Passwords could be passé if this Toronto-based startup has its way. Bionym, which was founded in 2011 and closed a $1.4 million (CAD) seed round last month, has devised a biometric recognition system in the form of a wearable wristband — called Nymi, just launched as a pre-order for $79 for early 2014 shipping.
The wristband relies on authenticating identity by matching the overall shape of the user’s heartwave (captured via an electrocardiogram sensor). Unlike other biotech authentication methods — like fingerprint scanning and iris-/facial-recognition tech — the system doesn’t require the user to authenticate every time they want to unlock something. Because it’s a wearable device, the system sustains authentication so long as the wearer keeps the wristband on.
To authenticate via Nymi, the user puts the wristband on and touches a topside sensor with one hand to complete an electrical loop with the bottom-side sensor touching their wrist. That generates the ECG data used to authenticate their identity, and the wristband transmits the ECG (via Bluetooth) to the corresponding registered app, on a smartphone or other device in proximity to the user, to verify the wearer is who they say they are.
Bionym says Nymi is a three-factor security system, being as multiple pieces have to be in place for authentication to be achieved. However the system skips some ongoing hassle of multi-factor systems by maintaining an authenticated state and only requiring the user to offer up their biometric data once per day (or however often they remove the wristband).
As well as an ECG sensor and Bluetooth low energy for transmitting data, the wristband contains a gyroscope and accelerometer so it can support gesture unlocking scenarios, too (it has 6-axis motion sensing) — so you could use a particular wrist twist to unlock a car door, for instance. That sort of scenario will depend mostly on third party developers getting involved and building out an app ecosystem around the device. Bionym is releasing an API that will be open source so it’s hoping to attract broad interest.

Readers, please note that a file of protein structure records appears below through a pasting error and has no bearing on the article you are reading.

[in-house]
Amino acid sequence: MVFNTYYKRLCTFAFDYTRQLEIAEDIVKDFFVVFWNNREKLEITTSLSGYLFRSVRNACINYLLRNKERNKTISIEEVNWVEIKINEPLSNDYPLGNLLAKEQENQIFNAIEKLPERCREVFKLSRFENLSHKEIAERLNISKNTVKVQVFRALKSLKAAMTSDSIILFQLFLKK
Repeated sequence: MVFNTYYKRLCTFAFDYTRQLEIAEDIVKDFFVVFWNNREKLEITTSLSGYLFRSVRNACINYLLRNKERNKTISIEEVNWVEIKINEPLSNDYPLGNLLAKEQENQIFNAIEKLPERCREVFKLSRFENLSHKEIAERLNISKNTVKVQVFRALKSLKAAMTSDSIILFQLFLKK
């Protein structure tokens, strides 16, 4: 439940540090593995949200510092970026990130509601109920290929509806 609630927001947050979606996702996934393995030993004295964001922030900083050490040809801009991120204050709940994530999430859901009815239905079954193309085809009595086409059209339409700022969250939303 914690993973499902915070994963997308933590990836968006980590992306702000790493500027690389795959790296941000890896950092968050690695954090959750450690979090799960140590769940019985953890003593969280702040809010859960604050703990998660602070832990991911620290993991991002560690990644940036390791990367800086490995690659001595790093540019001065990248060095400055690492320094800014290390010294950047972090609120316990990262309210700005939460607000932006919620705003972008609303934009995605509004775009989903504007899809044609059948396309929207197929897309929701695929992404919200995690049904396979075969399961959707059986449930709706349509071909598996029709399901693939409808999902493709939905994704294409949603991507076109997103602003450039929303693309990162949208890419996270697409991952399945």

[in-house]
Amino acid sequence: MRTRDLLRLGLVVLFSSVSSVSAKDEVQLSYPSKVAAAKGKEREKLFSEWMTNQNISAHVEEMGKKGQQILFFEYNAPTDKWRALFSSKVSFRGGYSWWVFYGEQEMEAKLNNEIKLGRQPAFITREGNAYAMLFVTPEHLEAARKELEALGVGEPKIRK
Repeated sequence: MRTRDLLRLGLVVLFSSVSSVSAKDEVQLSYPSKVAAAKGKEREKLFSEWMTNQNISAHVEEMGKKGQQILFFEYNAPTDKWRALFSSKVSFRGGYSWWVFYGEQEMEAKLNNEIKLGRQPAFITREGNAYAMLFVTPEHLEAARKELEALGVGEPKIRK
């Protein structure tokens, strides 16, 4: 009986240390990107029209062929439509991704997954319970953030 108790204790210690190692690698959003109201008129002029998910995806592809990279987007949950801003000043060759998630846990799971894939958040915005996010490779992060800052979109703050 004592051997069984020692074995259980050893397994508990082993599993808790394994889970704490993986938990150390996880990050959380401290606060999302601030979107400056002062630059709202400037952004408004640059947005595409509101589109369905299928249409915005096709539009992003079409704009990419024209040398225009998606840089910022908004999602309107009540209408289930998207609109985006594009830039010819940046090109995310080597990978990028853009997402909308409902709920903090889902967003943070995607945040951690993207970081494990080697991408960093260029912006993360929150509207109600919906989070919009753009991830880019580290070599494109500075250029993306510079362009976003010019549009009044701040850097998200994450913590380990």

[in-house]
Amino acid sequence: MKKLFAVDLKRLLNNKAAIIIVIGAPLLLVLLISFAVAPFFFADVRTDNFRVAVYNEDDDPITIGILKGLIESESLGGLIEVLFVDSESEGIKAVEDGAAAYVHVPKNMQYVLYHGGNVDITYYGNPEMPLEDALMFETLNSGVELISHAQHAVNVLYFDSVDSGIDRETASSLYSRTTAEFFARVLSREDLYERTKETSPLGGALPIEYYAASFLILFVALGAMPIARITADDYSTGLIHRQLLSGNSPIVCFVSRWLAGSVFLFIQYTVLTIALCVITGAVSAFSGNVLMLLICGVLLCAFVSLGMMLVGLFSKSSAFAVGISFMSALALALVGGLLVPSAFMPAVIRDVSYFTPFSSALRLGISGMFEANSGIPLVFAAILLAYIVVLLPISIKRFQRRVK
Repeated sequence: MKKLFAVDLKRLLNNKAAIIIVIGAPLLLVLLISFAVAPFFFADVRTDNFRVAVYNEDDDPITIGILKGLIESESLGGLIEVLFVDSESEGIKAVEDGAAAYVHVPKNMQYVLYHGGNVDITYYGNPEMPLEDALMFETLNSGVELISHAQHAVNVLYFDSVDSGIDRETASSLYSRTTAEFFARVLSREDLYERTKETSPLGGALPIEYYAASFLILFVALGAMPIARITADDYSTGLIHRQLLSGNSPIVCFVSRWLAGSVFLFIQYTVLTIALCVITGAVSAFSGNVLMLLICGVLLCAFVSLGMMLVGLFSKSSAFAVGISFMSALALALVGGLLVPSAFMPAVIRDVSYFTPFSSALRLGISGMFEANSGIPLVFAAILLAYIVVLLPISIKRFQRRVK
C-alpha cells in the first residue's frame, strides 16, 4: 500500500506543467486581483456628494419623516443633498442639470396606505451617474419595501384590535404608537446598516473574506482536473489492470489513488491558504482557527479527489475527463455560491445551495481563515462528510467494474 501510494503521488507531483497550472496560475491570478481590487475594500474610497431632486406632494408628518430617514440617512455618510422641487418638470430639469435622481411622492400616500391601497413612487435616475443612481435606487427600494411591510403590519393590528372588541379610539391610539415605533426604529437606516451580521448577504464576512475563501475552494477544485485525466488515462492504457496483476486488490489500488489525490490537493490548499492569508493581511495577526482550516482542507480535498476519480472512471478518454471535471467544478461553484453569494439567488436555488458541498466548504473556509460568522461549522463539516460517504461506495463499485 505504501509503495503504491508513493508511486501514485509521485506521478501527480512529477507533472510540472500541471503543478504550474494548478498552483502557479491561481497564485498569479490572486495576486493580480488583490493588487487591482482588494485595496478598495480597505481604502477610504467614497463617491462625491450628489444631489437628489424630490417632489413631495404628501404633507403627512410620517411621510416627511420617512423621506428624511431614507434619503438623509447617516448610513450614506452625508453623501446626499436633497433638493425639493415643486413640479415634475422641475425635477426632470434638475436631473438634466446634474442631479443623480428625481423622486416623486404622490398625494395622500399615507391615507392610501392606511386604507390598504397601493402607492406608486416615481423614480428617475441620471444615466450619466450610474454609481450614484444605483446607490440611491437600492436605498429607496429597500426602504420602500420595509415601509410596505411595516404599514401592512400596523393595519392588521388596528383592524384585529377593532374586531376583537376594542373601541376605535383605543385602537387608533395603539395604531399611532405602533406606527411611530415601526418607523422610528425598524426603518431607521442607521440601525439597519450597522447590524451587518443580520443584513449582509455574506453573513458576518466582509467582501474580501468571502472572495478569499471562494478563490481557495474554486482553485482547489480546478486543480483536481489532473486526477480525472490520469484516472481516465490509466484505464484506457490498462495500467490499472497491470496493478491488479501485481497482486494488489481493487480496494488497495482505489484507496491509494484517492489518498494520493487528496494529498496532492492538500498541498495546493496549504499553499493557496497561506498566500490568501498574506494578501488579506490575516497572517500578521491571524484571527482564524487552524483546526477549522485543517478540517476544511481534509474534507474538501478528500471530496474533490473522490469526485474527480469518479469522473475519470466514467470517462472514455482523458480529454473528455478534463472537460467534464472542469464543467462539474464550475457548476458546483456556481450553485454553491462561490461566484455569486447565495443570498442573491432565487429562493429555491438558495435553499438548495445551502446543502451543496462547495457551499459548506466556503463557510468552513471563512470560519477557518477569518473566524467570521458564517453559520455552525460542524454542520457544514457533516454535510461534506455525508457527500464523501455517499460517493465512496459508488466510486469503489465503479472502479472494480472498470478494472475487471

Proximity is another parameter developers could build into unlocking scenarios — a payments application would make sense to require the wristband to be in close proximity to a reader to confirm a transaction, for instance, whereas a smart TV might want to configure a profile to a particular user when they walk into the room.
The wristband device itself could also be used for health/activity tracking, says CEO and co-founder Karl Martin. “We will support basic gestures ourselves, and we will also give access to the motion information for other uses. For example, people might want to use it for activity tracking, in addition to the gestures,” he tells TechCrunch.
The Nymi device will include a battery to power the data capture and transfers — which Martin said will support about a week’s use between charges. The corresponding Nymi app will let users create custom notifications if they so desire, so they could configure the app to alert them to new emails or messages when they authenticate the device in the morning. The app will be available on iOS, Android, Windows and Mac OSX initially. An open-source SDK will allow for developers to port support to other platforms.
Bionym, which was originally spun out of the University of Toronto (where Martin got his Ph.D.), claims it doesn’t have any “real direct competitors” for the specific functionality it’s offering.